U.S. Pat. No. 4,530,763 to Clyde discloses the use of Thiobacillus ferrooxidans to remove palladium from waste fluid. Thiobacillus ferrooxidans is attached to a porous fiber webbing. Palladium then attaches (it is not dissolved) to the Thiobacillus ferrooxidans when the webbing is contacted with waste fluid. After a sufficient period of time, the webbing is removed from the fluid and palladium is separated from the webbing.

U.S. Pat. No. 4,664,804 to Morper, et al. describes a process for the removal of heavy metals from waste water. In this process, anaerobic sludge is added to the waste water. Contrary to solubilization, heavy metals are absorbed (not dissolved) by the anaerobic sludge and are thereafter separated from the sludge.

U.S. Pat. No. 4,725,357 to Downing, et al. describes a process for the removal of dissolved selenium from water by treatment in a reactor containing a microbial Bacillus biomass. Downing, et al. do not address metal sulfide dissolution by microbial action.

U.S. Pat. No. 4,732,608 to Emmett, Jr., et al. describes a method and apparatus for use in a bioleaching process for metal bearing solids (such as a mineral ore). The method encompasses the placement into a tank of a grounded metal bearing solid, water, oxygen, carbon dioxide, nutrients and a species of microorganism capable of oxidizing some portion of the metal bearing solid and obtaining energy from that oxidation. Emmett, Jr., et al. disclose the use of Thiobacillus ferrooxidans and Thiobacillus thiooxidans in leaching treatments for the solubilization of copper from low grade ores. The Emmett, Jr., et al. apparatus includes a plurality of bioreactor vessels with a means for introducing air bubbles into the slurry and a plurality of radial arms which rotate and agitate the slurry. The process and apparatus are specifically directed for use in processing precious metal-bearing pyrites. The process and apparatus may be used for leaching gold, silver and platinum from sulfide containing ore solids, but are not used in the treatment of geothermal waste.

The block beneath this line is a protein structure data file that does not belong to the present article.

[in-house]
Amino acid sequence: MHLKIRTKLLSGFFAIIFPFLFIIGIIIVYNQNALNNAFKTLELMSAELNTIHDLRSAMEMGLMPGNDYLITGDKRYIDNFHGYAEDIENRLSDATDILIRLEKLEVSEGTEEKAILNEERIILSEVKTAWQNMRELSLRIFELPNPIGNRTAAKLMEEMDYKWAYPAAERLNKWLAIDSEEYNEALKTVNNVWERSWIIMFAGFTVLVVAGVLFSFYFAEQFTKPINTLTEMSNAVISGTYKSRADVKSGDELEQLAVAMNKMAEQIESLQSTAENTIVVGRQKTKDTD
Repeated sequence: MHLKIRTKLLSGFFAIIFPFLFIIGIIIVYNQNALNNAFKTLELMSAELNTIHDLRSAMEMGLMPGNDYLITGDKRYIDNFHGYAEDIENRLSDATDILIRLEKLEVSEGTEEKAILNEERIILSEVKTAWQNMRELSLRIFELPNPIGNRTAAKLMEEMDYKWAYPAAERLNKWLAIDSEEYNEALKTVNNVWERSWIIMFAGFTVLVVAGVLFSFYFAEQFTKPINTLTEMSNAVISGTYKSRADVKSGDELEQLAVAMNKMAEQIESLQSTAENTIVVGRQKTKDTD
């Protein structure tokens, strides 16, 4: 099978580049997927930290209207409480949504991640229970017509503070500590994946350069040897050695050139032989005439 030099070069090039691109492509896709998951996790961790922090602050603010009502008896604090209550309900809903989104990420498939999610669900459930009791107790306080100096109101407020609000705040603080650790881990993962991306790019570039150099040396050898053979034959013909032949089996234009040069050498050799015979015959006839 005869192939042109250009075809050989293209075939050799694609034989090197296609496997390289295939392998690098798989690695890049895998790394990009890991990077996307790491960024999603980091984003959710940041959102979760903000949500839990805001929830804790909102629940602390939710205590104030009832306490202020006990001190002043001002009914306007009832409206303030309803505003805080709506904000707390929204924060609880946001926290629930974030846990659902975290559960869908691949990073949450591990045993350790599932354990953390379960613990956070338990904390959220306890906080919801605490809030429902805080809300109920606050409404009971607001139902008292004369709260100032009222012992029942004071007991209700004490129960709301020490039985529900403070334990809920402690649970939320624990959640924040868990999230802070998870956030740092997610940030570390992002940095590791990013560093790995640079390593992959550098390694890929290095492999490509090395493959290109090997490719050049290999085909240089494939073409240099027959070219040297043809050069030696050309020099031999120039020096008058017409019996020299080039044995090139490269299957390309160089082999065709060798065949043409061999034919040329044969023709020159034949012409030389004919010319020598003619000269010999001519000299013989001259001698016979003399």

U.S. Pat. Nos. 4,740,243 to Krebs-Yuill, et al. and 4,752,243 to Wu, et al. describe processes for recovering metal from a metal sulfide containing ore with Thiobacillus ferrooxidans. This involves contacting an ore with an aqueous acidic composition and at least one reducible manganese-containing material in the presence of Thiobacillus ferrooxidans. By normal acclimation techniques, the manganese tolerance of the bacteria is increased to greater than about 4 weight per cent. Neither of these disclosures relate to the dissolution of metals in a geothermal sludge, but rather describe leaching metals (such as gold and silver) from a metal sulfide containing ore.

No prior art describes a process for the dissolution of metal sulfides in a geothermal sludge involving the use of Thiobacillus ferrooxidans. Nor does any describe an apparatus for use in the bioleaching of metals from a geothermal sludge.